Idiosyncrasies of the HTML parser

Highly interesting book (in the making) by Simon Pieters, on how HTML parsers work:

The HTML parser is a piece of software that processes HTML markup and produces an in-memory tree representation (known as the DOM).

The HTML parser has many strange behaviors. This book will highlight the ins and outs of the HTML parser, and contains almost-impossible quizzes.

Not for beginning audiences!

Idiosyncrasies of the HTML parser →

Optimizing images for the web – an in-depth guide

It’s very easy for unoptimized images to end up on a production site and slow down its initial load considerably. Inexperienced devs usually aren’t aware of this potential problem. They also aren’t aware of a wide range of tools and approaches for optimizing images.

This article aims to cover most of the tools and approaches for optimizing images for the web.

Good to see that it also covers native lazy image loading. The smallest image still remains an image not loaded unnecessarily 😉

Optimizing images for the web – an in-depth guide →

💁‍♂️ Addy Osmani’s Essential Image Optimization is also worth a look.

Clicking Buttons: Inconsistent behavior across browsers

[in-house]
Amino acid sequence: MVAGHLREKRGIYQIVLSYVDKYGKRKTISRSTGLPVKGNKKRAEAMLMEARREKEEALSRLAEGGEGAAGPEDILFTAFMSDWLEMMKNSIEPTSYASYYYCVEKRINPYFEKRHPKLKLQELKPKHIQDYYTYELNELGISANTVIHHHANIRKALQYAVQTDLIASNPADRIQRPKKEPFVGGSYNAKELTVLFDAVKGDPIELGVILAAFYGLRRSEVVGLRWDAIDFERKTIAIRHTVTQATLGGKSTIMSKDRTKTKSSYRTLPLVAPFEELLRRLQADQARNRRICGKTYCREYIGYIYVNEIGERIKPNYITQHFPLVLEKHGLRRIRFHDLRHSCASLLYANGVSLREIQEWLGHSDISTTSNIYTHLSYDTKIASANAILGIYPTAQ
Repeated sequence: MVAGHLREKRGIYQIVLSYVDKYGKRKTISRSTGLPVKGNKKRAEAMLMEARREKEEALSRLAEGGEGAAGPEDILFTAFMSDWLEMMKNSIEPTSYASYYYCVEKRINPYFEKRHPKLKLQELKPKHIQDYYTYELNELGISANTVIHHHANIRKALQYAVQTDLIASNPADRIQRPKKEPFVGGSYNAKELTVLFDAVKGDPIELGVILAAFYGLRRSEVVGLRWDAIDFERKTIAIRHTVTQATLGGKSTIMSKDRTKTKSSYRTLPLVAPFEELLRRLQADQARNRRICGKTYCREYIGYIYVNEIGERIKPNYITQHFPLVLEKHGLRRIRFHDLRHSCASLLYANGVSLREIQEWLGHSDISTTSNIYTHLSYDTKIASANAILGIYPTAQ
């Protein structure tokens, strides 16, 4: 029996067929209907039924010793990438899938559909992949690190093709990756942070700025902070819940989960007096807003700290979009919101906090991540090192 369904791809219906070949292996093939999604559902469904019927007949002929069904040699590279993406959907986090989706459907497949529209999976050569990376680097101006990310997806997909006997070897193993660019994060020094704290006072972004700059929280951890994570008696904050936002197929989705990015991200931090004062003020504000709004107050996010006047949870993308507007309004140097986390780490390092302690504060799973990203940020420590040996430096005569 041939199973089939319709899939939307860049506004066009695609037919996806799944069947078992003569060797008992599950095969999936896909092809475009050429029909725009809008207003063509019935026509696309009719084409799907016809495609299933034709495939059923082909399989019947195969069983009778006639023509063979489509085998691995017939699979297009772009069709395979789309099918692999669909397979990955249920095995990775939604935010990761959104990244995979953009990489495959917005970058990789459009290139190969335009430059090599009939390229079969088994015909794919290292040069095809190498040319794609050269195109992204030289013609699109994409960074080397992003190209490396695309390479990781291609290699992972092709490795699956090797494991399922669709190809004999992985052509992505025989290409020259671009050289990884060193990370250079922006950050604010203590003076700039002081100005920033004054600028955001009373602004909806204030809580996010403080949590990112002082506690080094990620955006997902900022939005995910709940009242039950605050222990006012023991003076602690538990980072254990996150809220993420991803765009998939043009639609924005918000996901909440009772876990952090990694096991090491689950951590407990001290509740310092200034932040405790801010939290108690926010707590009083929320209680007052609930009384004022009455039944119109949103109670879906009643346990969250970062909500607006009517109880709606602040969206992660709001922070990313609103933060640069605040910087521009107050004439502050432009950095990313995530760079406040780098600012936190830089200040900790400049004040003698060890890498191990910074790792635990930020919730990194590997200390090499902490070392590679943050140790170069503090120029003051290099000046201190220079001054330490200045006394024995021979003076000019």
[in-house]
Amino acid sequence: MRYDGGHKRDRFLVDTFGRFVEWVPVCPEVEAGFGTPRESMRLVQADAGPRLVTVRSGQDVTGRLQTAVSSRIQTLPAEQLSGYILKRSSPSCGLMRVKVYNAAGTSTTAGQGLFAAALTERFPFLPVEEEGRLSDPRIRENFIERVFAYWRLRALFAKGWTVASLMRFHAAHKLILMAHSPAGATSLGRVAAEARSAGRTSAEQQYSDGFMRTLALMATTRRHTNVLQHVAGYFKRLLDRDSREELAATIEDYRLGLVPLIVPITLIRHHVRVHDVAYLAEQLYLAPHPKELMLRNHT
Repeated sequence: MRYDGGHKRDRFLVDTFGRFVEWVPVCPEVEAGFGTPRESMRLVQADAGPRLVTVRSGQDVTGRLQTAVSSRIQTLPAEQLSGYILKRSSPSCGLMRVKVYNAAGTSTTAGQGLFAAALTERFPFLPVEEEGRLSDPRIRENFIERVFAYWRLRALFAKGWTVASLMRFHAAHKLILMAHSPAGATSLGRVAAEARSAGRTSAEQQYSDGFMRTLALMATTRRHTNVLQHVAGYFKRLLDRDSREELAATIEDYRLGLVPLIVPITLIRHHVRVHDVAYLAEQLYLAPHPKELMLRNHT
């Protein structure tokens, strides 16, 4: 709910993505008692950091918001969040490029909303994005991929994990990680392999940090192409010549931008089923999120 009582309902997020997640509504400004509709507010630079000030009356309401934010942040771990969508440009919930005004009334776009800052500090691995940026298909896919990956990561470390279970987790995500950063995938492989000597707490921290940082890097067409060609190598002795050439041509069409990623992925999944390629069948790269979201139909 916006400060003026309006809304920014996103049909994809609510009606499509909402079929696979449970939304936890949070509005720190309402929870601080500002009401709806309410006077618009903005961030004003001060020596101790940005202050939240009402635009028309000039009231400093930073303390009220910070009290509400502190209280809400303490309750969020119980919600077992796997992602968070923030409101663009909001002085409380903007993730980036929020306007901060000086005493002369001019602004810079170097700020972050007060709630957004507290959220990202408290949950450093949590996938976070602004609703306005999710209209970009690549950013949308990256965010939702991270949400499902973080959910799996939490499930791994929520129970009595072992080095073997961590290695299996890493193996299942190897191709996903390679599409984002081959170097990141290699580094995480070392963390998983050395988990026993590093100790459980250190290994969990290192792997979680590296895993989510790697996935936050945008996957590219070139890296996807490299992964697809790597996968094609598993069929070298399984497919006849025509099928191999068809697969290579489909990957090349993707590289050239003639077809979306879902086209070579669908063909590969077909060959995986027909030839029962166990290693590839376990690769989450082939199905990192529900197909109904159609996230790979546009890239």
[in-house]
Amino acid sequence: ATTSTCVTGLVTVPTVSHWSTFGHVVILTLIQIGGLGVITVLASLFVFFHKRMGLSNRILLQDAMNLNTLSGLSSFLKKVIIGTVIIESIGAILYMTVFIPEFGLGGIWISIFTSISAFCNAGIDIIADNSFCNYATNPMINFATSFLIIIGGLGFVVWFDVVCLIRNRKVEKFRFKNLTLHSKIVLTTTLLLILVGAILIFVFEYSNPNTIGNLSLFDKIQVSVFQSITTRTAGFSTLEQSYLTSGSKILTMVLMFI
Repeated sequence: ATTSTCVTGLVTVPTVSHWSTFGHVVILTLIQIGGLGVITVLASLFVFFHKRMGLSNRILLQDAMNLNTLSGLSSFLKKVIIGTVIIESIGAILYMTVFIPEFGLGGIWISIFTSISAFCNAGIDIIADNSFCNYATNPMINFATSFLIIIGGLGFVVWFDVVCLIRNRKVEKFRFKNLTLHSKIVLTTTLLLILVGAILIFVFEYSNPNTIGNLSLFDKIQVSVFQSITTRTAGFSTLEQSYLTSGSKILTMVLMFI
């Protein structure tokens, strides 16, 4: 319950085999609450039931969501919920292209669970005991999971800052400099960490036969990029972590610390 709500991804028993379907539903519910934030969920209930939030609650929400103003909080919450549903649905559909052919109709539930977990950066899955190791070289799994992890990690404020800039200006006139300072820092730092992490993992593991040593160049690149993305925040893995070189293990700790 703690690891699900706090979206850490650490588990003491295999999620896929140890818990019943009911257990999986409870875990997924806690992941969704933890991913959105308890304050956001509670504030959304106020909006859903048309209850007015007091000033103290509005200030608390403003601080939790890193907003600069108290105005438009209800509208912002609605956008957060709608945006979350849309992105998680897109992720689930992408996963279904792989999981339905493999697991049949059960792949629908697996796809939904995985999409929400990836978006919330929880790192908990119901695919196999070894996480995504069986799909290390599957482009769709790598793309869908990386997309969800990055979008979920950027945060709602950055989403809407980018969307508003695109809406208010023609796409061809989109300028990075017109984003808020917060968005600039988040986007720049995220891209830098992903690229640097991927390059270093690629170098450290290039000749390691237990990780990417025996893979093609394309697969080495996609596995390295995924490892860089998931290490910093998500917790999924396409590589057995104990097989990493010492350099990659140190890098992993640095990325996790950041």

Great research by Zell Liew:

I noticed browsers were inconsistent in how they handle a click on <button>. Some browsers choose to focus on the button. Some browsers don’t.

In this article, I want to show you my test and findings. Then, I want to talk about a way to overcome these inconsistencies.

Great to see all those illustration gifs to show what’s going one. Must’ve taken a ton of work to create them all.

Inconsistent behavior among browsers when clicking on buttons →

“Can I email…” – Support tables for HTML and CSS in emails

Can I email is like Can I use but specifically for email: which HTML and CSS features are supported by which mail client?

They also provide a scoreboard, ranking mail clients based on their support among the 70 HTML and CSS features listed on Can I email.

Can I email… Support tables for HTML and CSS in emails →
Can I Email – Email Client Support Scoreboard →

😱 Digging back in the archive I noticed that “Can I use…” got mentioned here on about 10 (!) years ago … wow, has it been that long already?!

pagemap, a mini map navigation for web pages

Many text editors nowadays sport a minimap on the right hand side of the screen. Pagemap is like that, but for webpages:

To use it, position a canvas element fixed on your screen, and tell pagemap which elements to include in the map:

<canvas id="map"></canvas>
#map {
    position: fixed;
    top: 0;
    right: 0;
    width: 200px;
    height: 100%;
    z-index: 100;
pagemap(document.querySelector('#map'), {
    viewport: null,
    styles: {
        'header,footer,section,article': rgba(0,0,0,0.08),
        'h1,a': rgba(0,0,0,0.10),
        'h2,h3,h4': rgba(0,0,0,0.08)
    back: rgba(0,0,0,0.02),
    view: rgba(0,0,0,0.05),
    drag: rgba(0,0,0,0.10),
    interval: null

Installation per npm/yarn

$ yarn add pagemap

pagemap – minimap for web pages →
pagemap source (GitHub) →